Ban Ki-moon praises leadership and courage of Irish men and women

UN secretary general says handshake between Prince Charles and Gerry Adams shows others they can turn their back on conflict

‘Ireland’s recent courageous decision to deploy peacekeepers to the UN Disengagement Observer Force in the Golan Heights (UNDOF) to help address the worsening crisis in Syria was a strong testament to its commitment to the United Nations.’ Above, vehicles of the United Nations Disengagement Observer Force are seen near the border with Syria in the Israeli-occupied sector of the Golan Heights, on May 4th, 2015. Photograph:  JALAA MAREY/AFP/Getty Images

‘Ireland’s recent courageous decision to deploy peacekeepers to the UN Disengagement Observer Force in the Golan Heights (UNDOF) to help address the worsening crisis in Syria was a strong testament to its commitment to the United Nations.’ Above, vehicles of the United Nations Disengagement Observer Force are seen near the border with Syria in the Israeli-occupied sector of the Golan Heights, on May 4th, 2015. Photograph: JALAA MAREY/AFP/Getty Images

 

It is now 55 years since Irish troops left Kickham Barracks, Tipperary, to serve in the United Nations peacekeeping mission in Congo. On Sunday, it will be an honour to accept the Tipperary International Peace Award and inspect a guard of honour made up of many of those veterans and others, who dedicated their lives to bringing peace and stability to some of the most troubled parts of the world.

The outstanding leadership and courage shown by Irish men and women, whether half a century ago in Africa or today in the strife-ridden Middle East, is an example we need now more than ever. Ireland’s recent courageous decision to deploy peacekeepers to the UN Disengagement Observer Force in the Golan Heights (UNDOF) to help address the worsening crisis in Syria was a strong testament to its commitment to the United Nations.

So too is the decision to resettle vulnerable refugees from the region at a time when so many desperate people are taking the perilous journey across the Mediterranean Sea. I know that Ireland, given its own history, understands all too well the issue of migration and emigration.

Ireland is a good friend of the United Nations, and makes important contributions across the international agenda. Beyond its stalwart support of United Nations peacekeeping, Ireland has been a force for disarmament, development and humanitarian action. Famine in the 19th century has made Ireland a champion of anti-hunger efforts in the 21st century. The Belfast Agreement has inspired people in troubled countries across the world to think that they, too, can turn their backs on conflict – and witness healing handshakes such as the one earlier this week between Prince Charles and Gerry Adams. For these reasons and more, in a year in which the United Nations marks its 70th anniversary, I congratulate Ireland on its 60 years of membership in the world Organisation.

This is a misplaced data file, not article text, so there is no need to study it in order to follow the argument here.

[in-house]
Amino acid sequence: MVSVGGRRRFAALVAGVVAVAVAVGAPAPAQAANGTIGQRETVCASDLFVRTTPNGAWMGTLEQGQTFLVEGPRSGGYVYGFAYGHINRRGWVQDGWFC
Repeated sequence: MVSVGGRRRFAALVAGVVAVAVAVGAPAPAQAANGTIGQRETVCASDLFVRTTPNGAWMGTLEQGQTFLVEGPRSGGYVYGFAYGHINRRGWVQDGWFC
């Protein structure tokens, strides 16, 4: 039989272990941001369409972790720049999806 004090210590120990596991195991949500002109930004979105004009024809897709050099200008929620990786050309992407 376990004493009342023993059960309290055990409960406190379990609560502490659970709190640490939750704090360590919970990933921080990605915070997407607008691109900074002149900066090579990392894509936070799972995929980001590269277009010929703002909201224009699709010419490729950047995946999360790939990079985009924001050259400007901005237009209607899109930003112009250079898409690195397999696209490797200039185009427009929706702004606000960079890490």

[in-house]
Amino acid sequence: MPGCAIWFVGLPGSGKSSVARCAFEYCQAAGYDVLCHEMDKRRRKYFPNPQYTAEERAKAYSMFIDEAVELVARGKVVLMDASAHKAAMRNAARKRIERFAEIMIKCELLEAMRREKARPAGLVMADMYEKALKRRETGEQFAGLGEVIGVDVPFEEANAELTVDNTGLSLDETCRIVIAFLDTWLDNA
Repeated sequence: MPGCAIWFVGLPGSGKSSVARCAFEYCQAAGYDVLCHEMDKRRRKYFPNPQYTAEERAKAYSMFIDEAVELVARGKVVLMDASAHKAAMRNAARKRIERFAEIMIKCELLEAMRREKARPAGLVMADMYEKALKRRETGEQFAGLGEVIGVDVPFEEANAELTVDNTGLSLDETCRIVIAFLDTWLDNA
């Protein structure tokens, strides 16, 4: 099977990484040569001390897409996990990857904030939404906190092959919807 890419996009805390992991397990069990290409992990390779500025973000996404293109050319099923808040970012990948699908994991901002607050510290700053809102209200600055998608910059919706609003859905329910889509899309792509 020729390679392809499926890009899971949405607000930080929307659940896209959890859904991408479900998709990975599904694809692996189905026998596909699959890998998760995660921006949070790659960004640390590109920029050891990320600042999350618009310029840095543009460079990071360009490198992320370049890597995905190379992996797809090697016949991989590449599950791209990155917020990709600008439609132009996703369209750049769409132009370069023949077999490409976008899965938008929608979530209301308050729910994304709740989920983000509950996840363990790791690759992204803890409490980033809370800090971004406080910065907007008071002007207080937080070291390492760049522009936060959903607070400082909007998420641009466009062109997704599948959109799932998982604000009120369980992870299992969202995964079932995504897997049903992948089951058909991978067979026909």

This anniversary year is one in which the world faces big decisions about our future path. In September at UN Headquarters in New York, we have an opportunity to adopt a new development agenda that can help make major inroads against poverty and inequality. In Paris in December, we have a chance to reach a universal, meaningful agreement that will help avoid the catastrophic effects of climate change and instead galvanize the transition to a low-carbon future. In July in Addis Ababa, we can agree on the financial framework that will enable us to attain these objectives, bring positive change into the lives of the world’s most vulnerable people, and set the entire world on a more prosperous, sustainable and equitable course.

Ireland is deeply engaged in seizing these opportunities. The Emerald Isle has been a leader in greening its economy. The country’s former president, Mary Robinson, is one of my climate change envoys and is spearheading efforts to address the issue. Peter Sutherland, a former Irish Attorney General now serving as my Special Representative for Migration, has been a key voice in the world’s efforts to address this increasingly important issue.

And as a co-facilitator of the negotiating process, Ireland has helped lead international discussions to shape the proposed sustainable development goals, which firmly place poverty eradication at the centre, much as Ireland’s official development aid policy One World, One Future has. Ireland continues to show a strong commitment to provide Official Development Assistance. Now that the country has emerged from its own economic and financial crisis, I will look to the Irish people to continue lending critical support to lift people out of poverty, end hunger, empower women and girls and respond to humanitarian emergencies.

These may seem like daunting challenges. But Ireland’s history with the United Nations shows a country that does not shy away from risk or difficulty. As we celebrate the 70th anniversary of the United Nations and look back at our achievements and setbacks, we can look to future with some confidence knowing that the people of Ireland are so strongly committed to upholding the Organisation’s values of peace and security, development and human rights in every corner of the world.

Ban Ki-moon is Secretary-General of the United Nations

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